In fact, visually interpreting our environment as quickly as we do is an astonishing feat requiring an enormous number of computations—which is just one reason that coming up with a computer-driven system that can mimic the human brain in visually recognizing objects has proven so difficult.
Now Eugenio Culurciello of Yale’s School of Engineering & Applied Science has developed a supercomputer based on the human visual system that operates much more quickly and efficiently than ever before. Dubbed NeuFlow, the system takes its inspiration from the mammalian visual system, mimicking its neural network to quickly interpret the world around it. Culurciello presented the results Sept. 15 at the High Performance Embedded Computing (HPEC) workshop in Boston, Mass.
The system uses complex vision algorithms developed by Yann LeCun at New York University to run large neural networks for synthetic vision applications. One idea—the one Culurciello and LeCun are focusing on, is a system that would allow cars to drive themselves. In order to be able to recognize the various objects encountered on the road—such as other cars, people, stoplights, sidewalks, not to mention the road itself—NeuFlow processes tens of megapixel images in real time.
The system is also extremely efficient, simultaneously running more than 100 billion operations per second using only a few watts (that’s less than the power a cell phone uses) to accomplish what it takes bench-top computers with multiple graphic processors more than 300 watts to achieve.
“One of our first prototypes of this system is already capable of outperforming graphic processors on vision tasks,” Culurciello said.
Culurciello embedded the supercomputer on a single chip, making the system much smaller, yet more powerful and efficient, than full-scale computers. “The complete system is going to be no bigger than a wallet, so it could easily be embedded in cars and other places,” Culurciello said.
Beyond the autonomous car navigation, the system could be used to improve robot navigation into dangerous or difficult-to-reach locations, to provide 360-degree synthetic vision for soldiers in combat situations, or in assisted living situations where it could be used to monitor motion and call for help should an elderly person fall, for example.
Other collaborators include Clement Farabet (Yale University and New York University), Berin Martini, Polina Akselrod, Selcuk Talay (Yale University) and Benoit Corda (New York University).
Find out more about NeuFlow and watch a video of the system in action at http://www.eng.yale.edu/elab/research/svision/svision.html
Suzanne Taylor Muzzin | EurekAlert!
New software speeds origami structure designs
12.10.2017 | Georgia Institute of Technology
Seeing the next dimension of computer chips
11.10.2017 | Osaka University
University of Maryland researchers contribute to historic detection of gravitational waves and light created by event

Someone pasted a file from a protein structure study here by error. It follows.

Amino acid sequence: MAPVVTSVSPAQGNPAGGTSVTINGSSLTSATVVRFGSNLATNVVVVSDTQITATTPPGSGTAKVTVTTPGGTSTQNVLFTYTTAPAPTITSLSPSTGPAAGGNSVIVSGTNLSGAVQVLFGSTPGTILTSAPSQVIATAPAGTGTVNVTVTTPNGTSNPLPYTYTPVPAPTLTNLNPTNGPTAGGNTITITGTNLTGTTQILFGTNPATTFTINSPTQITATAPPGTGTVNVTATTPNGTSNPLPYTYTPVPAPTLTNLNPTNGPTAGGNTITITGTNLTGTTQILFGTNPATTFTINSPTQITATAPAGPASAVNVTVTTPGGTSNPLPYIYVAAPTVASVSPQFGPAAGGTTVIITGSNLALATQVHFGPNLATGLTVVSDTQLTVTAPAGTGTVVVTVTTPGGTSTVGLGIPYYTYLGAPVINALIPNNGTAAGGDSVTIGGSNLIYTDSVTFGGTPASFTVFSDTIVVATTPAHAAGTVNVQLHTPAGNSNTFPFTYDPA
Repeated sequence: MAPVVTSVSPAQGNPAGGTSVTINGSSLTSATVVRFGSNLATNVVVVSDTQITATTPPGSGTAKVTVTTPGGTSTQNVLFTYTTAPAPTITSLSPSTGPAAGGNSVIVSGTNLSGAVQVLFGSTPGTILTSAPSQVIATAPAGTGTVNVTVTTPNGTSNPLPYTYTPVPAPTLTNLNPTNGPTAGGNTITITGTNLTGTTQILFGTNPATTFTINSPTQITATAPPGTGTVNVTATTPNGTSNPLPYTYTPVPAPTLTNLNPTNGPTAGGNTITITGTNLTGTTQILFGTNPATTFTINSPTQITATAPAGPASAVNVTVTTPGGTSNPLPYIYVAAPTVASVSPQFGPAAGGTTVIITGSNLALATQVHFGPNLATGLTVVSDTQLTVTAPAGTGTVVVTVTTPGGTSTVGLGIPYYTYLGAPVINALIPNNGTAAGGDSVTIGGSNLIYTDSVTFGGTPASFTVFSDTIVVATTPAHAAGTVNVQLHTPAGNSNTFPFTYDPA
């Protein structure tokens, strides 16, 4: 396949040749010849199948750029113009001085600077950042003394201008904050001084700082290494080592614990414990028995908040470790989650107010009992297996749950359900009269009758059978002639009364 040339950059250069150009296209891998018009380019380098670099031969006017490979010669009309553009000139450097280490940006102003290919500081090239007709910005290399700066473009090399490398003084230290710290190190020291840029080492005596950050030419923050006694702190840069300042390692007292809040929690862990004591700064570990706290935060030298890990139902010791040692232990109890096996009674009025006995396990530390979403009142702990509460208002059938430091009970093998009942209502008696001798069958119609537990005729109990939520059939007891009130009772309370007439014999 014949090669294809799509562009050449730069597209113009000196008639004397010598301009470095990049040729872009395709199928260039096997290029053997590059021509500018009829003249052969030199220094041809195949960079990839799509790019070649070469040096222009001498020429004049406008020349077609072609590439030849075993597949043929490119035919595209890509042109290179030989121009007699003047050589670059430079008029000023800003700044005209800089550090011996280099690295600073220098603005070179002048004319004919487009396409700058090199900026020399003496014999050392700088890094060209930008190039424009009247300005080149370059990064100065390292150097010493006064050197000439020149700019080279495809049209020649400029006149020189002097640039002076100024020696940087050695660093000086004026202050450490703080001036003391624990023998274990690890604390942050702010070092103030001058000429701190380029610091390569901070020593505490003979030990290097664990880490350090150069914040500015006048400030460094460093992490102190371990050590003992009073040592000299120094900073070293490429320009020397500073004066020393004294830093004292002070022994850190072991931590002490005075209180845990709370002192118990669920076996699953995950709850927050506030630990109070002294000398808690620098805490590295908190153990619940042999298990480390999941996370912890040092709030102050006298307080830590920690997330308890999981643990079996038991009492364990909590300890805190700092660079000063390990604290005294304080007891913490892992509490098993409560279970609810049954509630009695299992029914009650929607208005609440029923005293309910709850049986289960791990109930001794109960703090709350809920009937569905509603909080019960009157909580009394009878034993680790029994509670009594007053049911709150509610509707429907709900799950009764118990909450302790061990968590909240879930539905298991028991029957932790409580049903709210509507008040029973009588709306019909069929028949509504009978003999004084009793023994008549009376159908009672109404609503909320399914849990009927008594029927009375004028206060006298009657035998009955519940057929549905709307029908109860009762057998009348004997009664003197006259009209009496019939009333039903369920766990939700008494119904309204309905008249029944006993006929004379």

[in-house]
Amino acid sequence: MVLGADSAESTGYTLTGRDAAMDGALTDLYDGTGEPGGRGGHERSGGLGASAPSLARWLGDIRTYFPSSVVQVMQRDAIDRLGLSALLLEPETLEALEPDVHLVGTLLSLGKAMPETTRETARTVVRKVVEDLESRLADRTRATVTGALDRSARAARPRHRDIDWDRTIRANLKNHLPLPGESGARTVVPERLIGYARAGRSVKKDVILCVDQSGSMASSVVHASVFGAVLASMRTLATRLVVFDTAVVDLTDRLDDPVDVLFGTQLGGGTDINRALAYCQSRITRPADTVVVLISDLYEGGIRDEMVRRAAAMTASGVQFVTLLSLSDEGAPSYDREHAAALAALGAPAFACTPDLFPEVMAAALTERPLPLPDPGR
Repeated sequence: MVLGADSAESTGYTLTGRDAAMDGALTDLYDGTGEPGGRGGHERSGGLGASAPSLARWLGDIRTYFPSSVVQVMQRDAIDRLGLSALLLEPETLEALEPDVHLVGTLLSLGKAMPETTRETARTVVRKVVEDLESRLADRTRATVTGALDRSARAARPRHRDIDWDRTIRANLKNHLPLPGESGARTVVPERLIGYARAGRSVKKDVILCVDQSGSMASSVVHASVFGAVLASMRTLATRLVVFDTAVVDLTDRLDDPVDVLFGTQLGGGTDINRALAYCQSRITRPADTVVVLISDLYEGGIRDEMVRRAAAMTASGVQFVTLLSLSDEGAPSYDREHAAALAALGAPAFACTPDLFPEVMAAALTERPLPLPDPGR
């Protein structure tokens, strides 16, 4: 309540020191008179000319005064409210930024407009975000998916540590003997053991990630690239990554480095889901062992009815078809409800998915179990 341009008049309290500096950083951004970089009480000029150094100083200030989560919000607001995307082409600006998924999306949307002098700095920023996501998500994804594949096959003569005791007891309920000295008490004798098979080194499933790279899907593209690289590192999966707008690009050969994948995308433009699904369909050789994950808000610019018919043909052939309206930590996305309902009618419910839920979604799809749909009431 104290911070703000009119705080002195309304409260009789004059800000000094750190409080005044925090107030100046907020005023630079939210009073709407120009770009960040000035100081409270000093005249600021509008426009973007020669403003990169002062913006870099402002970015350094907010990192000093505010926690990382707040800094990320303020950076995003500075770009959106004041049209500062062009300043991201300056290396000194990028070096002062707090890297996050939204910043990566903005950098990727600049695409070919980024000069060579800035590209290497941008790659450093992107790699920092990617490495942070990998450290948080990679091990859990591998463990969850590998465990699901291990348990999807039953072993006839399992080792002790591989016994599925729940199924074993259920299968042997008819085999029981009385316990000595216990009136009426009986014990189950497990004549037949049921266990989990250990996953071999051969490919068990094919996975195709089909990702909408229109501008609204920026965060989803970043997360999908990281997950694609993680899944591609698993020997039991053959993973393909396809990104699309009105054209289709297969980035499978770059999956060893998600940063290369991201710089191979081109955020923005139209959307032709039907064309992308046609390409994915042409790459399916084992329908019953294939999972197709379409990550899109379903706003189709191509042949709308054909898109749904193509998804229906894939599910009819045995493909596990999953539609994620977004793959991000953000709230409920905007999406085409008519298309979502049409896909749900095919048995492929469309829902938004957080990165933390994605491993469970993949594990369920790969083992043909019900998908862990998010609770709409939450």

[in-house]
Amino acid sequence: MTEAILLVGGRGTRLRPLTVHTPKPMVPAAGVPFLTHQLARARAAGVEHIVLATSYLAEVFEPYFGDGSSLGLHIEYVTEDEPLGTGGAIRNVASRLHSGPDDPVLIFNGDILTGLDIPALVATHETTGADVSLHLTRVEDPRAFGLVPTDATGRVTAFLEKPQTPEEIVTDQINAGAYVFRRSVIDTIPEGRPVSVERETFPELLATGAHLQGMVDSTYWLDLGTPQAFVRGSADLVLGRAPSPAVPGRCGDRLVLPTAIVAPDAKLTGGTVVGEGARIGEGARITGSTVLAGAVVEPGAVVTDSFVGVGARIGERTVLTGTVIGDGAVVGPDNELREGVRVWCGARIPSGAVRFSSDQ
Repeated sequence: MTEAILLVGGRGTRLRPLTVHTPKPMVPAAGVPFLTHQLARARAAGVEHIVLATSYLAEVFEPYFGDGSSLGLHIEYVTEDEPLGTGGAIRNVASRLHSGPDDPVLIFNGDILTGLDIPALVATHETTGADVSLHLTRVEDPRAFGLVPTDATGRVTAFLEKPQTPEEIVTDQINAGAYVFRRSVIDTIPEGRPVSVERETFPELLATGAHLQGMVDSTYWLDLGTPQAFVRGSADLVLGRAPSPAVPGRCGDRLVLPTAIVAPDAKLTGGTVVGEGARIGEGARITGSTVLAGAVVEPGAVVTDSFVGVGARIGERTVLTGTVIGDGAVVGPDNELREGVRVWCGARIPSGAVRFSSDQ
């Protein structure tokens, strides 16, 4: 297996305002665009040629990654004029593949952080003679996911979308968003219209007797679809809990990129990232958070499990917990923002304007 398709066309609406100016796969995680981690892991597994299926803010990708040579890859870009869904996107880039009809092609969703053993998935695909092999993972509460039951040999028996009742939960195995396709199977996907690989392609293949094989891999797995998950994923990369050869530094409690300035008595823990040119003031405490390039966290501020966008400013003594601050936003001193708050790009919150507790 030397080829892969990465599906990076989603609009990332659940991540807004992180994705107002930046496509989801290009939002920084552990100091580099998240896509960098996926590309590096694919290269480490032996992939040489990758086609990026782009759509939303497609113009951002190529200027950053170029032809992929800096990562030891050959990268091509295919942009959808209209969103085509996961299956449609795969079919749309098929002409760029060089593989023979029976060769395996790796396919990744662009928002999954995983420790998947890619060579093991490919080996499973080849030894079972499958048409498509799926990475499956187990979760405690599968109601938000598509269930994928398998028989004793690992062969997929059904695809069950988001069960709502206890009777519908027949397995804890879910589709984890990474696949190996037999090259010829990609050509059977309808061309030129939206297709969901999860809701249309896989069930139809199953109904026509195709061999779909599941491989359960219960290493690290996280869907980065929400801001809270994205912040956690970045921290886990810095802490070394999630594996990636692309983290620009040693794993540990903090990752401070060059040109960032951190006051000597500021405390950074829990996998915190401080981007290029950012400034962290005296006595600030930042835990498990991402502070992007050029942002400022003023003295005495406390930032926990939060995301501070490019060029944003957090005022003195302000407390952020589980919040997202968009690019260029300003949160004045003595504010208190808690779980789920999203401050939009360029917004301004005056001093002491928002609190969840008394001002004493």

On August 17, 2017, at 12:41:04 UTC, scientists made the first direct observation of a merger between two neutron stars--the dense, collapsed cores that remain...
Seven new papers describe the first-ever detection of light from a gravitational wave source. The event, caused by two neutron stars colliding and merging together, was dubbed GW170817 because it sent ripples through space-time that reached Earth on 2017 August 17. Around the world, hundreds of excited astronomers mobilized quickly and were able to observe the event using numerous telescopes, providing a wealth of new data.
Previous detections of gravitational waves have all involved the merger of two black holes, a feat that won the 2017 Nobel Prize in Physics earlier this month....
Material defects in end products can quickly result in failures in many areas of industry, and have a massive impact on the safe use of their products. This is why, in the field of quality assurance, intelligent, nondestructive sensor systems play a key role. They allow testing components and parts in a rapid and cost-efficient manner without destroying the actual product or changing its surface. Experts from the Fraunhofer IZFP in Saarbrücken will be presenting two exhibits at the Blechexpo in Stuttgart from 7–10 November 2017 that allow fast, reliable, and automated characterization of materials and detection of defects (Hall 5, Booth 5306).
When quality testing uses time-consuming destructive test methods, it can result in enormous costs due to damaging or destroying the products. And given that...
Using a new cooling technique MPQ scientists succeed at observing collisions in a dense beam of cold and slow dipolar molecules.
How do chemical reactions proceed at extremely low temperatures? The answer requires the investigation of molecular samples that are cold, dense, and slow at...
Scientists from the Max Planck Institute of Quantum Optics, using high precision laser spectroscopy of atomic hydrogen, confirm the surprisingly small value of the proton radius determined from muonic hydrogen.
It was one of the breakthroughs of the year 2010: Laser spectroscopy of muonic hydrogen resulted in a value for the proton charge radius that was significantly...
17.10.2017 | Event News
10.10.2017 | Event News
10.10.2017 | Event News
18.10.2017 | Health and Medicine
18.10.2017 | Life Sciences
17.10.2017 | Life Sciences